Feb 22, 2005

Whaling – An unjustifiable slaughter


MEDIA RELEASE: Anthony Albanese – 22 February 2005

New scientific research confirms that contrary to the view repeatedly put forward by the Japanese Government to justify their whaling program, minke whales have not experienced an unprecedented surge in numbers – nor are they a threat to the survival of other sea life.

Late last year Dr Masayuki Komatsu from Japan’s Fisheries Agency claimed:

“…there are too many whales and still increasing, that’s why I called [minke whales] something like a cockroach itself, in terms of a huge number.” (Source: ABC’s PM Program, 20 October 2004)

Japan argues minke whales used to be rare and only recently has its population exploded, estimating that numbers have increased from around 100,000 to approximately 800,000 in the last century. This, they claim, is hindering the recovery of other Antarctic whale species and therefore continued whaling is necessary to prevent the “threat” posed by too many minkes.

However, an analysis of the genetics of whale meat being sold legally in Japanese shops has exposed the deceitful nature of this claim and is further proof Japan’s “scientific” whaling program is nothing more than a thinly disguised commercial meat market.

Since the international moratorium on commercial whaling came into force in 1985, Japan has slaughtered more than 8,000 whales in the name of “science”. They now want the ban lifted altogether.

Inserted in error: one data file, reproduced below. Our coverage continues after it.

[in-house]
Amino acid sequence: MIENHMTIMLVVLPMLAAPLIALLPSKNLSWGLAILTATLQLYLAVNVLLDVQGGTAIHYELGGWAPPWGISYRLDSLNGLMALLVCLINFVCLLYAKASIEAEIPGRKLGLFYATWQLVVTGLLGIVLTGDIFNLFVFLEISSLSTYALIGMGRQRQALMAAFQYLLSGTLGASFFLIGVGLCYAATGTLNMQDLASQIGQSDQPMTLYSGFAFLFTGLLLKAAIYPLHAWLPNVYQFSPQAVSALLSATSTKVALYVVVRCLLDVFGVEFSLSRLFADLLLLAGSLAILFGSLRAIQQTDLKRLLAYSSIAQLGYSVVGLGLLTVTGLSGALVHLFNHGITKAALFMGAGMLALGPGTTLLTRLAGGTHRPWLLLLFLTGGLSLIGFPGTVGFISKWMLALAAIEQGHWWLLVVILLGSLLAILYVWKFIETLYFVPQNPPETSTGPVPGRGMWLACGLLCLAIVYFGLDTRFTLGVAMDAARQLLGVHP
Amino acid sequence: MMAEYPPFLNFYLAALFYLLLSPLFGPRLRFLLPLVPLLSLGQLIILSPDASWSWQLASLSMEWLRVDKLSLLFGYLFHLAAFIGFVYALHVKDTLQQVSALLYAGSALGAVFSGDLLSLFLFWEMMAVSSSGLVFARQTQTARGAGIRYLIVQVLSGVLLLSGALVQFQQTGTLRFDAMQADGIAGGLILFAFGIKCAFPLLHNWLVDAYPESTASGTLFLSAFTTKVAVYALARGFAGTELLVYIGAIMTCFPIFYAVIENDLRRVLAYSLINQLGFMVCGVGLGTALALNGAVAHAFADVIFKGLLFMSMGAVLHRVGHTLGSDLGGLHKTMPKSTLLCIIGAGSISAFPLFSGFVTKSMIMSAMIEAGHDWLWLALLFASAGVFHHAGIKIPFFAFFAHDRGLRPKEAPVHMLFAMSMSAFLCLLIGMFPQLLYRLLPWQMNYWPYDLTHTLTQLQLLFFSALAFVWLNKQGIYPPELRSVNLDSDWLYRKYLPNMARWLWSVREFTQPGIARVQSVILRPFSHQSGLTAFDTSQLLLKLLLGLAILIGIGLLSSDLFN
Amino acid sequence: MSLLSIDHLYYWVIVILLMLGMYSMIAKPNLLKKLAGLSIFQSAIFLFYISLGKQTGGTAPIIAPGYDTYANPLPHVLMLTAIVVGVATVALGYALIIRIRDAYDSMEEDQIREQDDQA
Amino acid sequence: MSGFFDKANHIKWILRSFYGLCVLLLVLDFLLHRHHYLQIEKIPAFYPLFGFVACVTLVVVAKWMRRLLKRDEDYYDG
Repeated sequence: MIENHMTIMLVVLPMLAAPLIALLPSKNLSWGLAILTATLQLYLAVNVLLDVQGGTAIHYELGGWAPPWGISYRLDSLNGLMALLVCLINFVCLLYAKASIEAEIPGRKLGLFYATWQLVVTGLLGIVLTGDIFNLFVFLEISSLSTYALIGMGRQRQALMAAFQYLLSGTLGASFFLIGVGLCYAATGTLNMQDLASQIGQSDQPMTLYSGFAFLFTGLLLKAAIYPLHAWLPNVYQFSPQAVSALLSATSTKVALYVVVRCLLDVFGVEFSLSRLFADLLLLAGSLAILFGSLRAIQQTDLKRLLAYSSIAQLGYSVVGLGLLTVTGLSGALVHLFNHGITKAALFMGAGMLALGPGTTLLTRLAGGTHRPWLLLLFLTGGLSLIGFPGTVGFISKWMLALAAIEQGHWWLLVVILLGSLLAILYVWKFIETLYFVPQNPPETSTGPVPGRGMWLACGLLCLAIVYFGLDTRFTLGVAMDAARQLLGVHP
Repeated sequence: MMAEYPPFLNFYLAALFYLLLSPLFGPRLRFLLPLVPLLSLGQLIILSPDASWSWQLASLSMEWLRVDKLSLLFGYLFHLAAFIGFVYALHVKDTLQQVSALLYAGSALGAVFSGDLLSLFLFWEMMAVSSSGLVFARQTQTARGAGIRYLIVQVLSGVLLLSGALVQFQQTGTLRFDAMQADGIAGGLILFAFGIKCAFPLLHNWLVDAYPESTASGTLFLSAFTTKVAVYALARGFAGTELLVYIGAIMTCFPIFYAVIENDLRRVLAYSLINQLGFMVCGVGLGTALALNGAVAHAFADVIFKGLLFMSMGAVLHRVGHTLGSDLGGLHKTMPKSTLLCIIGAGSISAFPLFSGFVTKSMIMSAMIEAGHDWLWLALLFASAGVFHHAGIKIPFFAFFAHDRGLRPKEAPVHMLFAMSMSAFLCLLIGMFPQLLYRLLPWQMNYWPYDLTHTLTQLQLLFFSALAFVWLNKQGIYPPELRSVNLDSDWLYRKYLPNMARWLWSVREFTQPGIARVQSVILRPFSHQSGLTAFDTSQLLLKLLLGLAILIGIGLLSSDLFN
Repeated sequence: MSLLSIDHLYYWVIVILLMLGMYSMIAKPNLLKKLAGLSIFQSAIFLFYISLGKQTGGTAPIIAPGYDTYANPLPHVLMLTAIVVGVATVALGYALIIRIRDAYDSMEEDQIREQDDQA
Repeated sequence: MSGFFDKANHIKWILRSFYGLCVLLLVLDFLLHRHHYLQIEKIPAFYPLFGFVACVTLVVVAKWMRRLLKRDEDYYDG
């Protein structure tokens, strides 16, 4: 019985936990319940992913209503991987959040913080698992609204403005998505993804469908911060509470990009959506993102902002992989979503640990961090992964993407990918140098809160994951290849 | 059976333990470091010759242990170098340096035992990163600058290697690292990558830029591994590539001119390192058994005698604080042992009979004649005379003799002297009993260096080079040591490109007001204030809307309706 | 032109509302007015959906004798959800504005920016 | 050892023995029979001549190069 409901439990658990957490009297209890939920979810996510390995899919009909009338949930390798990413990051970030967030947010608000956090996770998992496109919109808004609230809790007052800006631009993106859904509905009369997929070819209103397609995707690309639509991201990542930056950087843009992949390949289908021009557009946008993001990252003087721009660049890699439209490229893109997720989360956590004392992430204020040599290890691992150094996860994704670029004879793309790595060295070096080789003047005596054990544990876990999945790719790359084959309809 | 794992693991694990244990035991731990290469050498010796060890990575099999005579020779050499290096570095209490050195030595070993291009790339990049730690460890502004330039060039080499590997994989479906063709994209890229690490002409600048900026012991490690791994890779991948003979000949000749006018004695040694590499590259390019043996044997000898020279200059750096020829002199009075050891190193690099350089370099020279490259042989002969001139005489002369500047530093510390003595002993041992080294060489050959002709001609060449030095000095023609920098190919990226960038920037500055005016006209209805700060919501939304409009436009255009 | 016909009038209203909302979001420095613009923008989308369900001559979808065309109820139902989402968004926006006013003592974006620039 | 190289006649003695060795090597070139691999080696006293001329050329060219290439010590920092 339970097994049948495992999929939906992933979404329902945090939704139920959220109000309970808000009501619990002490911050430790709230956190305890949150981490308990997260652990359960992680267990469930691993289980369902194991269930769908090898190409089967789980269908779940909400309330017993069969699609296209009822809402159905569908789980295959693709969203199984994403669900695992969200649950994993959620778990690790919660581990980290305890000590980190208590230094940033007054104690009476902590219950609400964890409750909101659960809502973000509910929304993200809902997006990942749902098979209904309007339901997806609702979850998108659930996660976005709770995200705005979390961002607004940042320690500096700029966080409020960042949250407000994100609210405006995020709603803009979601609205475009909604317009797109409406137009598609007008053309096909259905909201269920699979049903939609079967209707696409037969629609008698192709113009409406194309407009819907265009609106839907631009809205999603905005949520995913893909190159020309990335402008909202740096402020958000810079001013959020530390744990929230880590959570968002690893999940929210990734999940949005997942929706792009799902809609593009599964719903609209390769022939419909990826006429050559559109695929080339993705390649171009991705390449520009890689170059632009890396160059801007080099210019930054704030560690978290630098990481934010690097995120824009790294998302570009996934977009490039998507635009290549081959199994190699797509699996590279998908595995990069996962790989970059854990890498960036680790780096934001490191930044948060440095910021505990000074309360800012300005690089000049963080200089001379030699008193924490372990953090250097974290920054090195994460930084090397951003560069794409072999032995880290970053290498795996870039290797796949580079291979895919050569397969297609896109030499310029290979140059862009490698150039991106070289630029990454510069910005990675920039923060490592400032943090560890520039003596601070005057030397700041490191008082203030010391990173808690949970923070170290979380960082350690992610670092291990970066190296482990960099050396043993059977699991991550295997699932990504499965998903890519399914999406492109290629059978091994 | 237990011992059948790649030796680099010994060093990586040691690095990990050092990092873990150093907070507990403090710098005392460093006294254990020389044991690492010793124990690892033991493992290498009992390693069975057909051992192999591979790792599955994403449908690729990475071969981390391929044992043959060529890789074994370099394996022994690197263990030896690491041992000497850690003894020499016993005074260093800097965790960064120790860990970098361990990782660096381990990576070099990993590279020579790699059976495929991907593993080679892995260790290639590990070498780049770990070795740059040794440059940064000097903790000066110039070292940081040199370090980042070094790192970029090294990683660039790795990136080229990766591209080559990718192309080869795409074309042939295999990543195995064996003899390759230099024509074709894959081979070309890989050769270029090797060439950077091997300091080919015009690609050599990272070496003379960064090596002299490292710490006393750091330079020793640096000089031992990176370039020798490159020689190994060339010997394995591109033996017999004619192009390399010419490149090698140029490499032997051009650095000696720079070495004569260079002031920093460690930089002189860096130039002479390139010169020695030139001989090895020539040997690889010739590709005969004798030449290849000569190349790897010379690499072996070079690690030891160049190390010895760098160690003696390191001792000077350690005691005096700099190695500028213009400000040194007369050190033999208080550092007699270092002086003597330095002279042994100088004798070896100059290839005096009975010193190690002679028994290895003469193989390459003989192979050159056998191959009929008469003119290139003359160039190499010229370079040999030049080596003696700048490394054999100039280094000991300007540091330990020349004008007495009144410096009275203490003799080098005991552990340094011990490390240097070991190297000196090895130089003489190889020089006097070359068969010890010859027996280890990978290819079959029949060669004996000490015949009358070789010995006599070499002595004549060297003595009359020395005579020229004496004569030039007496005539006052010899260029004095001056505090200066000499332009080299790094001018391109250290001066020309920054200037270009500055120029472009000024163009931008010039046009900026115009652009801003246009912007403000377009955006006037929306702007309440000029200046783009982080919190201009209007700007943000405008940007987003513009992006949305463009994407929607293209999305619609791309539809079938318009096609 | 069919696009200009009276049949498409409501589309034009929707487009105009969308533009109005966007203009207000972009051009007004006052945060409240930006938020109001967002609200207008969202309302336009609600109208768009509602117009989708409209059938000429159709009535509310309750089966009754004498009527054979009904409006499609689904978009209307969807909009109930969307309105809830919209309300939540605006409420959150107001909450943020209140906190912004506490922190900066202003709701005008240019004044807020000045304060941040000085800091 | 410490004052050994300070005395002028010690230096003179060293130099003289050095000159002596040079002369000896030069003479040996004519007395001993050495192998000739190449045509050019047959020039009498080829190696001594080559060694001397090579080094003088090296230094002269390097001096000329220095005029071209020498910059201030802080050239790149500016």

The research was conducted by American scientists and presented over the weekend to a major science conference in Washington DC – the annual meeting of the American Association of the Advancement of Science.

According to a member of the research team, Dr Steve Palumbi of Stanford University:

"There is really no evidence at all that minke whales right now are so abundant that they are hindering the recovery of great whales in Antarctica. …their present population size is not a reflection of a recent, huge increase. They are not weeds that need to be pulled." (Source: BBC Online, 20/02/05)

I acknowledge the Howard Government supports a complete cessation of whaling by all nations. However, this new research heightens the pressure on them to achieve a significant breakthrough at the forthcoming annual meeting of the International Whaling Commission, due to be held in South Korea between 20th and 24th of June.

In over 8 years the Howard Government has failed to build the necessary coalition amongst the Commission’s 59 member nations to have the slaughter of whales stopped.

For the sake of these great ocean wanderers we cannot afford a repeat of this diplomatic failure.